But algal bloom doesn’t always depend on an over-abundance of fertilizer. That just creates the nutrient-rich conditions that algae need to survive. There are other ways to create an algae-prone environment that’s likely to pick up a spot of algal bloom.

Heat. Or, too much of it. You see, algae love warm, wet environments with lots of nitrogen, iron, and other nutrients. When they find a warm strip of water, they usually grow as far as possible without running out of nutrients.

In natural ponds, algae are limited in their expansion by the lack of nutrients out in the center of the pond. This limiter gets tossed out the window when a pond is contaminated with fertilizer.

You might have noticed that thick patches of algae usually grow on the sides of ponds, nearest the banks. This is because a shallower stretch of water is easier to heat up- like how if you boil a gallon of water, it will take longer to heat up, and it will maintain its heat better than a liter.

Think of your smaller pond like the liter of water or the banks of a natural pond. Because your pond is so small, it’s easier for the sun to heat it up, providing the perfect place for algae to run rampant.

Find out more on should a garden pond be in the sun or shade to give some detailed answers on this.

Combine this with all the fertilizer and nitrogen in your garden, and what you’ve got is a recipe for disaster. You might end up having to clean out the algae in your pond every other day, disrupting the ecosystem and seriously tiring yourself out.

For Smaller Ponds, Deeper is Better

While a smaller pond will always be harder to maintain, there are a few things you can do to prevent algal bloom from happening and decrease the maintenance burden on yourself. These methods are simple and intuitive and won’t take much time or effort.

The first and foremost method for keeping your pond clean is to make it deeper. Depth also plays a role in what kinds of fish you can have in your pond and just how much the sun will be able to heat it up.

With a deeper pond, fertilizer in the water will sink to the bottom and become sediment. Down there, algae will not be able to reach these nutrients, and it won’t be able to bloom out of control. You don’t want no algae in your pond- some fish and creatures eat algae. You just don’t want it to cover the whole pool.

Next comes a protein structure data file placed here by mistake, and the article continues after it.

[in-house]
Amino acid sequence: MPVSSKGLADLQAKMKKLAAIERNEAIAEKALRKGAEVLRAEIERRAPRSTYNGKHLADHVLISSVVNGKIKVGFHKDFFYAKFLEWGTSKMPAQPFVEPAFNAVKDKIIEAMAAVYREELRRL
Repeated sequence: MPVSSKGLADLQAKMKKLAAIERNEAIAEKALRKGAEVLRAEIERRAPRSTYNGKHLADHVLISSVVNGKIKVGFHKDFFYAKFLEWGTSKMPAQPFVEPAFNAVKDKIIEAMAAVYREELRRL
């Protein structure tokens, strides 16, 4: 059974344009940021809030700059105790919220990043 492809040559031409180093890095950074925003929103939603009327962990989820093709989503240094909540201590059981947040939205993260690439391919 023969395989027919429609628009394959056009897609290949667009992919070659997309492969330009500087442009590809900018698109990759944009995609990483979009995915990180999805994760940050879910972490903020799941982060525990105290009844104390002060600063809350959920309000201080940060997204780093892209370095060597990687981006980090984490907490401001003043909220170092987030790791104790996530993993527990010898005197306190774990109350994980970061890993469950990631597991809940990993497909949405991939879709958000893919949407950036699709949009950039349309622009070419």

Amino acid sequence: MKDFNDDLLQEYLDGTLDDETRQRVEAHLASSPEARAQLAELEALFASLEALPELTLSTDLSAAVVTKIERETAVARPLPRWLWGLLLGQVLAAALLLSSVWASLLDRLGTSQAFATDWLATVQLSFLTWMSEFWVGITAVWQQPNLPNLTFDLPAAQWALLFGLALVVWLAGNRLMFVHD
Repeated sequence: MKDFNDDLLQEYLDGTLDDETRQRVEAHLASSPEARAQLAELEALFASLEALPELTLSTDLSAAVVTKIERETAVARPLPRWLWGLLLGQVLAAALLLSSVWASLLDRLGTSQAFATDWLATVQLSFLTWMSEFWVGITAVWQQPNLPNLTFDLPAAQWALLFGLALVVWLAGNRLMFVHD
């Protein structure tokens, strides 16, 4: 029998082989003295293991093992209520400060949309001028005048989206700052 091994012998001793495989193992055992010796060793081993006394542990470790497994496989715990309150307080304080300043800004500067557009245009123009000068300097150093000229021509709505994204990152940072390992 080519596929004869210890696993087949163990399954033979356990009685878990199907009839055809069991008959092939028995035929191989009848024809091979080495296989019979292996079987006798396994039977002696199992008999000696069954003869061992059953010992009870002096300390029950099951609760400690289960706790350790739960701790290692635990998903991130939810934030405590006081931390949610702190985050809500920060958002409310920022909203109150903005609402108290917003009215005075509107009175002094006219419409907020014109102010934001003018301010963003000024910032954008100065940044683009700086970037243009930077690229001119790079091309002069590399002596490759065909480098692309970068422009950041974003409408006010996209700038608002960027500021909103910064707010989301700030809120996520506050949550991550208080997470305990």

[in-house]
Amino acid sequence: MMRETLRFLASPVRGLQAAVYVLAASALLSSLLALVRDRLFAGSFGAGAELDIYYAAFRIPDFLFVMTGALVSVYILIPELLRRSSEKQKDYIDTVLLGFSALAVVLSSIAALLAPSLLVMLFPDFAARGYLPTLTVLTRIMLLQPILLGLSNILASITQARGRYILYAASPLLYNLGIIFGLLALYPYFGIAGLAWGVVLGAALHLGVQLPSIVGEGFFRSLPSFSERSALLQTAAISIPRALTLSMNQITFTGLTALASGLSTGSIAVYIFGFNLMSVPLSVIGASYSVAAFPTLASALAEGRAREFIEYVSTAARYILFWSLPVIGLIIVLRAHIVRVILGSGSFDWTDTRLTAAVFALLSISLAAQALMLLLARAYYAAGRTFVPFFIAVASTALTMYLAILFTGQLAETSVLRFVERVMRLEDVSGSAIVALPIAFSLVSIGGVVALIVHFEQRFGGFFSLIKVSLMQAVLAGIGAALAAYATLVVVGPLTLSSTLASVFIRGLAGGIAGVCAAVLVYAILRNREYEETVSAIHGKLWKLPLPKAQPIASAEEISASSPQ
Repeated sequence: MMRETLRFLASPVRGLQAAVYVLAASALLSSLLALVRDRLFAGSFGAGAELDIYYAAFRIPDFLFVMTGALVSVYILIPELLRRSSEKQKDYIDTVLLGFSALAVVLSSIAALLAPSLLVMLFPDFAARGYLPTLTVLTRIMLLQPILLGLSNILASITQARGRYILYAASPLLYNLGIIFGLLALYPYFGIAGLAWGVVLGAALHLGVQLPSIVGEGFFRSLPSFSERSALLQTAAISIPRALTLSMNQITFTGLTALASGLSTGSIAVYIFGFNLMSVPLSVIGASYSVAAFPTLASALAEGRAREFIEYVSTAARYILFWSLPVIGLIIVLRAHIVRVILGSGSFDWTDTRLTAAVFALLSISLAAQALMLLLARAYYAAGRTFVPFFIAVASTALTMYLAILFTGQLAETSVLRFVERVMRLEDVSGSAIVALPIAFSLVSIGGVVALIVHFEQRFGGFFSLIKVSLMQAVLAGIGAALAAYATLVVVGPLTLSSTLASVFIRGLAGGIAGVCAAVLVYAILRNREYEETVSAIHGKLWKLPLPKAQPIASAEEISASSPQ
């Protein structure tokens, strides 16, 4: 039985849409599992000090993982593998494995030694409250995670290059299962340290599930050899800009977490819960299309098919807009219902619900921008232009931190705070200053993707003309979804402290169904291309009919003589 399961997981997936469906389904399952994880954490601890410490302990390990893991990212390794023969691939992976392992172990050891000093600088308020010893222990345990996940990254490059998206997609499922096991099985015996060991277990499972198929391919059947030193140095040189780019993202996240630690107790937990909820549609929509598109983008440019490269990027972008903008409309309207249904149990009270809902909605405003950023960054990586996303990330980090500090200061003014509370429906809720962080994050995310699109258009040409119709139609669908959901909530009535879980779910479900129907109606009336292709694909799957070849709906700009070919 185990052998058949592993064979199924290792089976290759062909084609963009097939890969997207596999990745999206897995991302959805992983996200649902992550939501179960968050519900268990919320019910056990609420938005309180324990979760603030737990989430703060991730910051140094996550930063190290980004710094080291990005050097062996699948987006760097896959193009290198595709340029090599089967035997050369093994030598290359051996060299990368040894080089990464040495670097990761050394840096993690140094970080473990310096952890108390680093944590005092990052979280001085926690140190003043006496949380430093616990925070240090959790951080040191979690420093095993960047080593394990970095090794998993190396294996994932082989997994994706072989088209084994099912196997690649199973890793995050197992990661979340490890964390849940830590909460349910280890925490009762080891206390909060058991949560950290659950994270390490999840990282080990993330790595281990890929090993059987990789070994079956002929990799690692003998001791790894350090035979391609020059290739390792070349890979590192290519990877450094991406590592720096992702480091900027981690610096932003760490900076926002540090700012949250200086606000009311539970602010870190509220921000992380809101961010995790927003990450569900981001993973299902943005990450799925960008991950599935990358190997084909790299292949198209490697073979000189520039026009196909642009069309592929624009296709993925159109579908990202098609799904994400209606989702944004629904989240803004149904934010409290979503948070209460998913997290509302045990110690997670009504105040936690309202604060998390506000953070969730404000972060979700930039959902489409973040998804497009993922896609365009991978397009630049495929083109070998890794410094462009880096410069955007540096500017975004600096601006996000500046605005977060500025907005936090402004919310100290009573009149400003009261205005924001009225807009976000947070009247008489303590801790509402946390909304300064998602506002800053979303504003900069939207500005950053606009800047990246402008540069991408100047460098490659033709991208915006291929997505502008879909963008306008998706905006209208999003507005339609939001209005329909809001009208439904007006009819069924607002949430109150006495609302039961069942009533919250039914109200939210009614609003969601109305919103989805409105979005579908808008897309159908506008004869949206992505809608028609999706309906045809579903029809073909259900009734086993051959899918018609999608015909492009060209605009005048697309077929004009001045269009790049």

For this reason, a depth of at least two feet is recommended. Keep in mind, you want to stick to the 1500 gallon mark- we’re just saying that if you don’t want to build a Mariana trench-deep pond, you can get away with something a little shallower. Just don’t go below 2 feet in depth.

Pond depth also plays a role in what kinds of fish you want to buy. If you’re only planning on getting a few little goldfish ‘n guppies, then don’t be afraid of a shallower pond. These fish are small and require comparatively little space to live comfortably.

Koi, however, are going to need a little bit more space. For these fish, we would really recommend sticking in the 3-to-4-foot-deep range, just for good measure. They’re going to want lots of good space to roam- just like you want lots of house-space.

The minimum depth of your pond will also change based on climate. If you live in a colder climate, you’ll most likely have to build a much deeper pond, so your fish will have somewhere to retreat to when the temperature starts to drop and the water begins to freeze.

So, overall, you’ll be safer if you just shoot for a deeper pond. We know that digging a deep pond can be a cumbersome task, but if you don’t want to perform constant maintenance- and if you want to keep your fish- you’re going to have to suffer through it.

Plus, a deeper pond can be must smaller. We wouldn’t recommend going anywhere below 7 ft. in length, but if you’ve got a 4-foot deep pond liner, you can really put it in any kind of backyard. So don’t create worries you don’t need in your life- dig a deep garden pond and relax to the sound of a living pond ecosystem.

All in All

All in all, there are all sorts of small ponds you can get away with- just keep in mind that depth is better because it’s easier to maintain. Don’t go anywhere below a 7 ft. by 8 ft. surface area with a 3 or 4 ft. depth, and make sure to enjoy your pond to the fullest.